Chances are, when you think of research, you think of things that can be counted. That is, you think of quantitative research—an objective study with careful measurements and tight controls on the research process.
But not everything that counts can be counted, especially in nursing. Our interactions are influenced by our awareness of the feelings, beliefs, values, and the distinct perspectives of each person. To evaluate these concepts in their contexts, we need qualitative research.
Focused on discovery and description, qualitative nursing research views the patient, the family, and the nurse as interactive partners in a social framework. The purpose of qualitative inquiry is to understand how people create meaning in their worlds and make sense of particular situations.
Crafting problem and purpose statements
The problem statement indicates the direction of the study, and the purpose statement indicates the focus and may identify the approach. Well-constructed problem and purpose statements do the following:
• describe the researchable problem and clearly express the study’s purpose
• clearly and succinctly identify key concepts of interest to be studied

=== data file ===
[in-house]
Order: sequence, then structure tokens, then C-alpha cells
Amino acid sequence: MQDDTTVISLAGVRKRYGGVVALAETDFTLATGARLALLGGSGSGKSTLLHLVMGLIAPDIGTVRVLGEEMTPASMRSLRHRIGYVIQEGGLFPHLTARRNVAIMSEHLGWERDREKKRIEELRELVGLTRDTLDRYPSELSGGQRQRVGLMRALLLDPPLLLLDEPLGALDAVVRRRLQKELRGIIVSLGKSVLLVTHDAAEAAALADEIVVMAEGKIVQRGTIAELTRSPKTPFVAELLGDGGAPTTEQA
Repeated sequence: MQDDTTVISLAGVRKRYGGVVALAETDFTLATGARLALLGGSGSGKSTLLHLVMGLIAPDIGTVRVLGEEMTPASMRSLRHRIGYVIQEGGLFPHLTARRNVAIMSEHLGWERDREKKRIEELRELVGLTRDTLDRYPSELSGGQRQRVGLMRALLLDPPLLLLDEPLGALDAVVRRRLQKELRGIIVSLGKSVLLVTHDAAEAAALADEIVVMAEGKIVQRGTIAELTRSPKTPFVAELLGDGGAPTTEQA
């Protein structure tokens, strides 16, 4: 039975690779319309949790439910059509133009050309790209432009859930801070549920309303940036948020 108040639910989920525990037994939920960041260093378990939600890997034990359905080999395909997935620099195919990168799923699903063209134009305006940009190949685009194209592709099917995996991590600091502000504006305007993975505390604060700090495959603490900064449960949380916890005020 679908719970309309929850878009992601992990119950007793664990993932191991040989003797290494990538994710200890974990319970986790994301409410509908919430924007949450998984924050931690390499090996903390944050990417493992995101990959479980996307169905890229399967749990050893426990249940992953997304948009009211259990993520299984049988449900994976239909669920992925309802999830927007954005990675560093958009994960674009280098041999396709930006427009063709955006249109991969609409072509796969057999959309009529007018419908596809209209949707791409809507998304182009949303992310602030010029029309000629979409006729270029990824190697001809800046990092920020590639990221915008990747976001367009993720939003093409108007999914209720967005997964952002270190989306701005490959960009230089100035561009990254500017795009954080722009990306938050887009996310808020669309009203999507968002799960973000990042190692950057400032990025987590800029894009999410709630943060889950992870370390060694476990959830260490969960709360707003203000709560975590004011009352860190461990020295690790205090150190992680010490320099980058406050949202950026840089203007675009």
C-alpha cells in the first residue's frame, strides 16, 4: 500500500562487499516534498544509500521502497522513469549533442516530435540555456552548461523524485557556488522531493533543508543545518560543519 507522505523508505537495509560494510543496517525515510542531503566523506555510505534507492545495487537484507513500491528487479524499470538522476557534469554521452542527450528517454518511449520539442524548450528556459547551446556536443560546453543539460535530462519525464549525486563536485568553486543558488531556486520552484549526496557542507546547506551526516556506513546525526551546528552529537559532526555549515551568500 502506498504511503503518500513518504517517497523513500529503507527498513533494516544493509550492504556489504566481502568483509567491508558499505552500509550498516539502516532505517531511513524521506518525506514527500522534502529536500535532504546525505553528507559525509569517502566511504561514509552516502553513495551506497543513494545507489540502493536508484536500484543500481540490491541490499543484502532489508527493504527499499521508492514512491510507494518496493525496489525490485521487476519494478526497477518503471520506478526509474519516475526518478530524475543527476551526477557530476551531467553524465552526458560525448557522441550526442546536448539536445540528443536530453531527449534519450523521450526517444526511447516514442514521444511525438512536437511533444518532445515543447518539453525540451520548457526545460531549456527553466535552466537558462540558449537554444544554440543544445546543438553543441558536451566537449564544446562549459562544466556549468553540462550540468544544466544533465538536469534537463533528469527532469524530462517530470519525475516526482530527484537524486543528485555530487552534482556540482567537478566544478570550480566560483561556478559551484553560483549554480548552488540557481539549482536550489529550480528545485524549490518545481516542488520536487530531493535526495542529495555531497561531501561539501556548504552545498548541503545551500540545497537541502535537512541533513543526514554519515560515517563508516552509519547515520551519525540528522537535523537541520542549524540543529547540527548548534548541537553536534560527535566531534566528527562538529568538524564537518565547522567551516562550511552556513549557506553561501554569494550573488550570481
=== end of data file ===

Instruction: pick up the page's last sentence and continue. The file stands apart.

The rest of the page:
• define the population to be studied and the study setting
• justify the study as a means of generating new knowledge.
Qualitative approaches include phenomenological research, grounded theory, ethnographic research, and historical methods. These approaches are based on a holistic worldview that incorporates these ideas:
• There is not a single reality.
• Reality is based on perceptions that are different for each person and change over time.
• What we know has meaning only within a given situation or context.
The reasoning process in qualitative research involves perceptually putting pieces together to make integrated wholes. Because perceptions vary, many different meanings are possible.
Reviewing the literature
The purpose and timing of the literature review vary, depending on the type of study. Phenomenological researchers review the literature after they collect and analyze their data, so the research is not influenced by preconceived notions. These researchers use the literature review to compare their findings with the literature to determine current knowledge of a phenomenon.
Grounded theory researchers may perform a minimal literature review at the start of their study. Then, they review the literature throughout the study to explain, support, and extend the theory developed through their research.
Ethnographic researchers perform an extensive review of the literature early in the study to provide a general understanding of variables in a selected culture. Historical researchers use information gained from an extensive literature review and other sources to explain how a phenomenon has developed over a particular time period.
Sample selection and size